My eyes catch something massive crossing the river in a slow but steady pace. It is an Asian elephant carrying a man on its neck, seated in a lotus position. Fresh water from the river splashes my face and startles me. “Paddle forward! Paddle forward! Get down! Get down!”, yells our rafting guide, and his instructions are putting my focus back on the class III rapid we are descending on this white water section of the Mae river, one hour and a half from Chiang Mai, the capital of Northern Thailand.
The river gently winds itself through the low mountains which are partially cultivated. Birds hunt for fish. On calm sections, we drift by bamboo floats that are used by locals to cross and reach their bamboo houses on stilts on the opposite bank. Coffee plants grow in the shade. Elephants feed along the river banks as many elephant camps are located in this area.
I try to stay focused on the paddling. I hold on tightly as the boat hits one of the rocks rising up from the river in the middle of a significant water drop. “Go left!”, our instructor commands, his intonation revealing a mix between pleasure and seriousness. We put all our weight on the left size of the raft and avoid capsizing.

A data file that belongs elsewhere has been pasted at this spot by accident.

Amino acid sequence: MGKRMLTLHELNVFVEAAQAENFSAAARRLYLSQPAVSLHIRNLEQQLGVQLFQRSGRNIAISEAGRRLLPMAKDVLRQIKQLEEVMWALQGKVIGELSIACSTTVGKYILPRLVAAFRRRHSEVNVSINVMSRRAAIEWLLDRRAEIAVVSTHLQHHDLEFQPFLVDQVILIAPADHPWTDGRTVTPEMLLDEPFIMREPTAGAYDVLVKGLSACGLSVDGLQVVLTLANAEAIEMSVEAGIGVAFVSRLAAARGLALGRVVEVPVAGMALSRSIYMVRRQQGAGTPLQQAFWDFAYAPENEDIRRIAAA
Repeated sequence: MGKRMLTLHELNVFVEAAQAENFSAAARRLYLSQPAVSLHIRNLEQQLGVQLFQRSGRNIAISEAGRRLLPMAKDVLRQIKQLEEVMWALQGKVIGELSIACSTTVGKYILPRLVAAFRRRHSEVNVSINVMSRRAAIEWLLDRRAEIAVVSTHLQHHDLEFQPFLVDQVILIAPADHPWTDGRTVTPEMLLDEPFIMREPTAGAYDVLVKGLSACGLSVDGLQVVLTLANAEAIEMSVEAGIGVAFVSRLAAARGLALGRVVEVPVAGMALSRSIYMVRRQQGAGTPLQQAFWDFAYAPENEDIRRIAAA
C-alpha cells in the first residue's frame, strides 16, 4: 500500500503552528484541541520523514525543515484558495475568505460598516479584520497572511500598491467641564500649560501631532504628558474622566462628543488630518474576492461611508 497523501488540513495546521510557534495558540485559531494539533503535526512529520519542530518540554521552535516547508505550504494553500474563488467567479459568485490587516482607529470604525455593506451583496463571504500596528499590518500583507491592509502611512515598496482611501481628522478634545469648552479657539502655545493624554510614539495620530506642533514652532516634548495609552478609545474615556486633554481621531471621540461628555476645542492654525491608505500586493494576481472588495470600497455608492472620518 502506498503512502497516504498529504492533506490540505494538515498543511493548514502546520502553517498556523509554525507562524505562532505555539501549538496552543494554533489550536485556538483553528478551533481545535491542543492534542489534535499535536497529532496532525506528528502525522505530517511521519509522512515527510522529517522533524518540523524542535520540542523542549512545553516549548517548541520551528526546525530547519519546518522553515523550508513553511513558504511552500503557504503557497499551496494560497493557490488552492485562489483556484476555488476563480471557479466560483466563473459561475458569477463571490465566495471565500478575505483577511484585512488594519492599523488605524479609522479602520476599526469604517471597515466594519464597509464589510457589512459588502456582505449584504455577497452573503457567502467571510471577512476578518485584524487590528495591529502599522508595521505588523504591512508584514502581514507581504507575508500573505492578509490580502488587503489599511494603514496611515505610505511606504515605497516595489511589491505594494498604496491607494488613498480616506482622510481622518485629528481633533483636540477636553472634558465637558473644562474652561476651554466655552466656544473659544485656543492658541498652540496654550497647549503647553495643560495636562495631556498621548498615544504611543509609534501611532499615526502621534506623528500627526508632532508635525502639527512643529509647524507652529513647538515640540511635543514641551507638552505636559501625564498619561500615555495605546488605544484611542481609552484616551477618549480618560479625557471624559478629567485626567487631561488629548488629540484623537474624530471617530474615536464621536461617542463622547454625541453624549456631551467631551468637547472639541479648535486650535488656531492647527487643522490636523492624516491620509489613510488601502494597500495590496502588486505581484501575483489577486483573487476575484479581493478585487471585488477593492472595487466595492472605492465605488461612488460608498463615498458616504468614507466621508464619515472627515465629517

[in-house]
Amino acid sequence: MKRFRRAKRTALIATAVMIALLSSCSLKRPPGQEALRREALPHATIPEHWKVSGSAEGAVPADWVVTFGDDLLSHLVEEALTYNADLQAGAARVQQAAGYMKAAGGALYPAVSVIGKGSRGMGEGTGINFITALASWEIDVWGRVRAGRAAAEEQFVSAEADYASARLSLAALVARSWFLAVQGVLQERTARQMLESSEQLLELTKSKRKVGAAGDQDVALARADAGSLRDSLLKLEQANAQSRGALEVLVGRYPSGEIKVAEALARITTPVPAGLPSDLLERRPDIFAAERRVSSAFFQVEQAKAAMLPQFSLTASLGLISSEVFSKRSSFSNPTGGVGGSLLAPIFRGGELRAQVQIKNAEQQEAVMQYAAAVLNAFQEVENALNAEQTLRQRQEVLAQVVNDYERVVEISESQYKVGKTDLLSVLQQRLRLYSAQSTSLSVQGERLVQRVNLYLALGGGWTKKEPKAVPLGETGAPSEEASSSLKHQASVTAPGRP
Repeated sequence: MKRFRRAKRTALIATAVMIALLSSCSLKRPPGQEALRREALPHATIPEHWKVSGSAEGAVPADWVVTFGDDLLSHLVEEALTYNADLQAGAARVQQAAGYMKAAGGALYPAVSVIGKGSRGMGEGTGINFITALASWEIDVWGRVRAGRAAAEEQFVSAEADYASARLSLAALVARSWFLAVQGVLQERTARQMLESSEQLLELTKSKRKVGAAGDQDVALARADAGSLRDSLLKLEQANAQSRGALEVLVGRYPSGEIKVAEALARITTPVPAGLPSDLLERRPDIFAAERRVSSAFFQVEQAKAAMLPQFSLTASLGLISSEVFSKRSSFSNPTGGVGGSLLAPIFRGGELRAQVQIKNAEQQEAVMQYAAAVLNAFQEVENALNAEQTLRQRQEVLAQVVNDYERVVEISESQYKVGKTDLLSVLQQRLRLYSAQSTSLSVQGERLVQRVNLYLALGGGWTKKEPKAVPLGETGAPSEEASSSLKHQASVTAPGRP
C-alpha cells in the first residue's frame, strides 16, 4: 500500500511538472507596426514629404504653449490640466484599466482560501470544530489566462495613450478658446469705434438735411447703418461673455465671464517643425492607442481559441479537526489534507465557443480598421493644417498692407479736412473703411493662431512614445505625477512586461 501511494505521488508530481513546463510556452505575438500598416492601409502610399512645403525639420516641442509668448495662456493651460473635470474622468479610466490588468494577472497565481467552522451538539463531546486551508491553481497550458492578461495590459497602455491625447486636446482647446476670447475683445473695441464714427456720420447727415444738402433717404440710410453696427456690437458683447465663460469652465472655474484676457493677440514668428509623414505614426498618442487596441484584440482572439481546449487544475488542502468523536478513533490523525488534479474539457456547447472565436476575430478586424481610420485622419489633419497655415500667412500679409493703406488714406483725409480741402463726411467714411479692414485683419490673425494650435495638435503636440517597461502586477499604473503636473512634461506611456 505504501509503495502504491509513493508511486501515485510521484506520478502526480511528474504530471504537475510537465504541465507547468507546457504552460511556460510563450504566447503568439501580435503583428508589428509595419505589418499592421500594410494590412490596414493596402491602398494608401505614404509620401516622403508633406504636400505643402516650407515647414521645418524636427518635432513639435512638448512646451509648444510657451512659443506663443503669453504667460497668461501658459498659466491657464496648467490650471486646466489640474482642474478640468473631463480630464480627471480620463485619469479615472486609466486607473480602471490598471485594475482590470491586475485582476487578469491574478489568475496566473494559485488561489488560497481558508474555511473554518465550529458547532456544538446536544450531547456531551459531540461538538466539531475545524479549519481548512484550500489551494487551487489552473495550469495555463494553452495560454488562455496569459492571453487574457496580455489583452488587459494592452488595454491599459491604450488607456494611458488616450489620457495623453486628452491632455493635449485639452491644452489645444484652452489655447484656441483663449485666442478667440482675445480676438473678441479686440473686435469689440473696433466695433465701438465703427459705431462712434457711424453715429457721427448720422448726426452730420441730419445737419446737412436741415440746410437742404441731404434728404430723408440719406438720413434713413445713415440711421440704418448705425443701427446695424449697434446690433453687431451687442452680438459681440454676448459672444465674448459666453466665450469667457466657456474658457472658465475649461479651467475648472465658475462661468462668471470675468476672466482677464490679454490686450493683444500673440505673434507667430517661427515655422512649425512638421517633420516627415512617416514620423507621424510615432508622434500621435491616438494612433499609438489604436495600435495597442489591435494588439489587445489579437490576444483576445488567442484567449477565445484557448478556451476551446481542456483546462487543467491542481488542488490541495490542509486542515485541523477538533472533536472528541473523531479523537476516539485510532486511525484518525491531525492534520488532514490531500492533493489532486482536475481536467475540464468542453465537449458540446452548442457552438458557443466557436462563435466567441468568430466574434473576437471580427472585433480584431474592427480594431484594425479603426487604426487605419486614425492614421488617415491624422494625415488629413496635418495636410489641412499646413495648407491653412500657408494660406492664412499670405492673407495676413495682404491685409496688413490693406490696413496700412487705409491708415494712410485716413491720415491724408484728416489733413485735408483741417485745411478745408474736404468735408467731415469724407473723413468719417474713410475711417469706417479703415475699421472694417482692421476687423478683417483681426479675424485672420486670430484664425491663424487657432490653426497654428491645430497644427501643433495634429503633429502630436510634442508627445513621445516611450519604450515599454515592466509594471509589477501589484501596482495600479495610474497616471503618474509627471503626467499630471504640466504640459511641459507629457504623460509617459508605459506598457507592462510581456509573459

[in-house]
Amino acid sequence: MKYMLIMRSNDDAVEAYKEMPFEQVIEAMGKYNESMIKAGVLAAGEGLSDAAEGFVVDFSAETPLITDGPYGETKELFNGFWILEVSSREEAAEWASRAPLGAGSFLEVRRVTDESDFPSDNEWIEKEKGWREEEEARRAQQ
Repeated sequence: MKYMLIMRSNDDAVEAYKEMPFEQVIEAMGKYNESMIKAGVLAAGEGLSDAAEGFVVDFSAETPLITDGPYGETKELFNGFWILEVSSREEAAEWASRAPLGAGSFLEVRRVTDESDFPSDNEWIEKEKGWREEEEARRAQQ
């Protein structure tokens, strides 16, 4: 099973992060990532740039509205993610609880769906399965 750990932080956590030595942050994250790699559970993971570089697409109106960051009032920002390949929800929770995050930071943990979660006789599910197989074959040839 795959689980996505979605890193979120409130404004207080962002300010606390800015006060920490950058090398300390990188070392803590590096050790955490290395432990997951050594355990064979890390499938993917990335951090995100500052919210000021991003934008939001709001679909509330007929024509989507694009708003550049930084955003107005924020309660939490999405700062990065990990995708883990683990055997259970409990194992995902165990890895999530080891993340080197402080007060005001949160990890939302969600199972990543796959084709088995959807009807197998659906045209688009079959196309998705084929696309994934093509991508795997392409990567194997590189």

Occasionally, a mahout seating on the neck of a calm pachyderm crosses the river, heading to the jungle for a couple of days to find food. A bit further down, in a bend of the Mae River, we gently float by a group of five people who are washing an old retired elephant gently bathing.
The raft is moving fast through the class III rapids that turn class IV in the rainy season. Nice drops follow each other for a true adrenalin rush. A few young monks in their bright orange dresses are seating on a rock, laughing and taking pictures of the strange bright blue rubber embarkation maneuvered by a small bunch all-geared up in similarly bright orange life jackets!
About ten kilometres down our starting point, we see the landing beach on the left bank of the river. Rafting the Mae River is most likely the best way to explore the area while living a fun and adrenalin-packed adventure.
Claire Lessiau & Marcella van Alphen (text & photos)
If you feel like living this adventure yourself, we are happy to recommend 8adventures. Located along the river banks of the Mae, they provide adventurous, fun and safe ways to explore the area (e.g. trekking, zip-lining, rafting,…).
To learn more about the elephant situation in Thailand visit the Elephant Nature Park in Chiang Mai.
Check out this interactive map for the specific details to help you plan your trip and more articles and photos (zoom out) about the area!
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